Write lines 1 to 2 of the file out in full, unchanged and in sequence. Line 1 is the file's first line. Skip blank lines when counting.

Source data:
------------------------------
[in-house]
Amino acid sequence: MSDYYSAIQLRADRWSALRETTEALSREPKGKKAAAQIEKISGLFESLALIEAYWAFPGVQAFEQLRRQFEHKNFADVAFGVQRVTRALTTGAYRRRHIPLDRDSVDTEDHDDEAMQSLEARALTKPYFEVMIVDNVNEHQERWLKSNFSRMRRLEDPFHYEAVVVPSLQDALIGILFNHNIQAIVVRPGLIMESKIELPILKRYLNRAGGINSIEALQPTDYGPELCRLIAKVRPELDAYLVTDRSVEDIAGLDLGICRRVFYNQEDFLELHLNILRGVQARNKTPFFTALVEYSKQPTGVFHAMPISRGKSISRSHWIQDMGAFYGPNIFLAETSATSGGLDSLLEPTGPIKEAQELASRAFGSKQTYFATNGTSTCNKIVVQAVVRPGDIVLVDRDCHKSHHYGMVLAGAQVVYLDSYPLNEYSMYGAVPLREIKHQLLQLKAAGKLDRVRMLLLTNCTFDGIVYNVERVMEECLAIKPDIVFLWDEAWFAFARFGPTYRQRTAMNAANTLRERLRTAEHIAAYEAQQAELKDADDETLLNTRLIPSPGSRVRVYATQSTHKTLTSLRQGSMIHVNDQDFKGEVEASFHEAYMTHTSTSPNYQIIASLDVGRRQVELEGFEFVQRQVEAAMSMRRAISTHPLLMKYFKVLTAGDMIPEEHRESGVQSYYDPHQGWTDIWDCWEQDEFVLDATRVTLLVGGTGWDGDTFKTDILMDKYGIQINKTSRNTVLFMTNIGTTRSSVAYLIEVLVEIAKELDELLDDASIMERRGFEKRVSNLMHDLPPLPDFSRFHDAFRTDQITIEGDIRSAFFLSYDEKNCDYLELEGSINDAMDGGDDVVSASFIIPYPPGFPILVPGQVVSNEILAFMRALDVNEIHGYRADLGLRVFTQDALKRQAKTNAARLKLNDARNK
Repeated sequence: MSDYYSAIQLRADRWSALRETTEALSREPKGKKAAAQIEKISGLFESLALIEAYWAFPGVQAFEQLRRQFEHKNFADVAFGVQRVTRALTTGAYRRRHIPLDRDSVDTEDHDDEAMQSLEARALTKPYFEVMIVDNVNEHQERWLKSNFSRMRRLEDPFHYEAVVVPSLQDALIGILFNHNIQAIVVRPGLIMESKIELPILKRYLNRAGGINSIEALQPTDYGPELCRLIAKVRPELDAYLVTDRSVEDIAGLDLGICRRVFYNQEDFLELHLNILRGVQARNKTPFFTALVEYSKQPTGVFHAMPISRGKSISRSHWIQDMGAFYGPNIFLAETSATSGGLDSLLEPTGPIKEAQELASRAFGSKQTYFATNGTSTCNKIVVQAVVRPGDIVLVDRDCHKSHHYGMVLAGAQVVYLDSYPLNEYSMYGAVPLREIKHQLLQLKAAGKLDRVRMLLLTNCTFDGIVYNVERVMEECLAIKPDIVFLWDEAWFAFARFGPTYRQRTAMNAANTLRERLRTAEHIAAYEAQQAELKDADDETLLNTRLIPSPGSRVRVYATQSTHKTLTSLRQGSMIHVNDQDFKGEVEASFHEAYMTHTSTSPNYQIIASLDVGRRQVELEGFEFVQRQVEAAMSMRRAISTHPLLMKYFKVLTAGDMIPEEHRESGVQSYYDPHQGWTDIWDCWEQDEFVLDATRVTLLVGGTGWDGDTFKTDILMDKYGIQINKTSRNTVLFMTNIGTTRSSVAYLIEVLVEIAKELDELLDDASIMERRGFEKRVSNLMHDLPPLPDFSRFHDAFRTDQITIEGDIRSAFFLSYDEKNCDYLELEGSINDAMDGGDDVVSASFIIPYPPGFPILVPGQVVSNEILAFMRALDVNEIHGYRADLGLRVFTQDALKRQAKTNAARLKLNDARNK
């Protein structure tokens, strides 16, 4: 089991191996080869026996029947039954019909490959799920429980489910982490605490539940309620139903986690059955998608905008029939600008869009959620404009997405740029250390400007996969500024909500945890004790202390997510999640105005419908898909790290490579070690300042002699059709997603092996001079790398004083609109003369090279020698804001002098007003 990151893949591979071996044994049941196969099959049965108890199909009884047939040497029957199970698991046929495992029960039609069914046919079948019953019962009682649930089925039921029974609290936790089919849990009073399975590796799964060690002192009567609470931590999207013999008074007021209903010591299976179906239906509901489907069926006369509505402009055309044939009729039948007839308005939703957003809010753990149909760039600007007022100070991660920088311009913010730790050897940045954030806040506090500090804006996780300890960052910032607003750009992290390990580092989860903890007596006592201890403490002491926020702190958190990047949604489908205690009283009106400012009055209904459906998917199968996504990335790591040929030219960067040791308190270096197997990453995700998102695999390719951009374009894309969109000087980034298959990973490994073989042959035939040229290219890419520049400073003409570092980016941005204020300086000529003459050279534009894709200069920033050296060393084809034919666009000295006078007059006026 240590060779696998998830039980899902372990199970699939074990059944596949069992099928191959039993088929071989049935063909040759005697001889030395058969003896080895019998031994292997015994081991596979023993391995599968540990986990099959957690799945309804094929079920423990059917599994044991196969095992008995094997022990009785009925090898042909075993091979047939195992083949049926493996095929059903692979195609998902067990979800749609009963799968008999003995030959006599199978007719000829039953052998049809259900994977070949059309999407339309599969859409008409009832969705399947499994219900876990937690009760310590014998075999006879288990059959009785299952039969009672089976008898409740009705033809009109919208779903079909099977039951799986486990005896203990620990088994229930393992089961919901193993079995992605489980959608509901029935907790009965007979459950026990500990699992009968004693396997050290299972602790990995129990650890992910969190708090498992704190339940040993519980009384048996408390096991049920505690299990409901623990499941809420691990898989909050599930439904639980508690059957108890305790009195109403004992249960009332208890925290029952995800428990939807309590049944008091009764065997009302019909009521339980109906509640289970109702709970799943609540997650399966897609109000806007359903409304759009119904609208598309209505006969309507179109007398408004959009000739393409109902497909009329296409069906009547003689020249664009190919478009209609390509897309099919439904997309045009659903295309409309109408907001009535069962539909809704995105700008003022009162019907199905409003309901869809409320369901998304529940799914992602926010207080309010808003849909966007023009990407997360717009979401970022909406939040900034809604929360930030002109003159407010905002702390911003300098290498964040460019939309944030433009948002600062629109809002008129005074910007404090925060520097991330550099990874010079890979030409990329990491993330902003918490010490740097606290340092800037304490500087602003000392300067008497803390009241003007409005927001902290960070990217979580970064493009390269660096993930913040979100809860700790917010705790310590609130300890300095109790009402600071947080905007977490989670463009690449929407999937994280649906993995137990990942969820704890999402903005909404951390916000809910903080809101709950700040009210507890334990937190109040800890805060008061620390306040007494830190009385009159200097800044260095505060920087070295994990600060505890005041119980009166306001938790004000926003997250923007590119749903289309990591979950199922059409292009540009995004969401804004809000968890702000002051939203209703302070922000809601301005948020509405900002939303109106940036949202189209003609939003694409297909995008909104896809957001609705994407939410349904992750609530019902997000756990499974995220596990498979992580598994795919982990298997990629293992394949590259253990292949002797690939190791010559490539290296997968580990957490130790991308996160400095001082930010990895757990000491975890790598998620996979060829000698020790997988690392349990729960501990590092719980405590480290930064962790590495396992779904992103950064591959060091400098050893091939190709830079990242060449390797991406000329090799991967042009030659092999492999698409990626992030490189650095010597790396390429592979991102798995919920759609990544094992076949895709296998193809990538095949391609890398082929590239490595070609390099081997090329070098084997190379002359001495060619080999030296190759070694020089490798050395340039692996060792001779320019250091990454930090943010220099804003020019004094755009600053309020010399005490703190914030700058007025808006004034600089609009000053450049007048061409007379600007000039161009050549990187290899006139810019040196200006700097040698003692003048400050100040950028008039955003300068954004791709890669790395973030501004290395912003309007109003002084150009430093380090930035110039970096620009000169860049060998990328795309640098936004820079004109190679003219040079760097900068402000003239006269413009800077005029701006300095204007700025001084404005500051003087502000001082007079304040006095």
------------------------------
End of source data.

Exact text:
[in-house]
Amino acid sequence: MSDYYSAIQLRADRWSALRETTEALSREPKGKKAAAQIEKISGLFESLALIEAYWAFPGVQAFEQLRRQFEHKNFADVAFGVQRVTRALTTGAYRRRHIPLDRDSVDTEDHDDEAMQSLEARALTKPYFEVMIVDNVNEHQERWLKSNFSRMRRLEDPFHYEAVVVPSLQDALIGILFNHNIQAIVVRPGLIMESKIELPILKRYLNRAGGINSIEALQPTDYGPELCRLIAKVRPELDAYLVTDRSVEDIAGLDLGICRRVFYNQEDFLELHLNILRGVQARNKTPFFTALVEYSKQPTGVFHAMPISRGKSISRSHWIQDMGAFYGPNIFLAETSATSGGLDSLLEPTGPIKEAQELASRAFGSKQTYFATNGTSTCNKIVVQAVVRPGDIVLVDRDCHKSHHYGMVLAGAQVVYLDSYPLNEYSMYGAVPLREIKHQLLQLKAAGKLDRVRMLLLTNCTFDGIVYNVERVMEECLAIKPDIVFLWDEAWFAFARFGPTYRQRTAMNAANTLRERLRTAEHIAAYEAQQAELKDADDETLLNTRLIPSPGSRVRVYATQSTHKTLTSLRQGSMIHVNDQDFKGEVEASFHEAYMTHTSTSPNYQIIASLDVGRRQVELEGFEFVQRQVEAAMSMRRAISTHPLLMKYFKVLTAGDMIPEEHRESGVQSYYDPHQGWTDIWDCWEQDEFVLDATRVTLLVGGTGWDGDTFKTDILMDKYGIQINKTSRNTVLFMTNIGTTRSSVAYLIEVLVEIAKELDELLDDASIMERRGFEKRVSNLMHDLPPLPDFSRFHDAFRTDQITIEGDIRSAFFLSYDEKNCDYLELEGSINDAMDGGDDVVSASFIIPYPPGFPILVPGQVVSNEILAFMRALDVNEIHGYRADLGLRVFTQDALKRQAKTNAARLKLNDARNK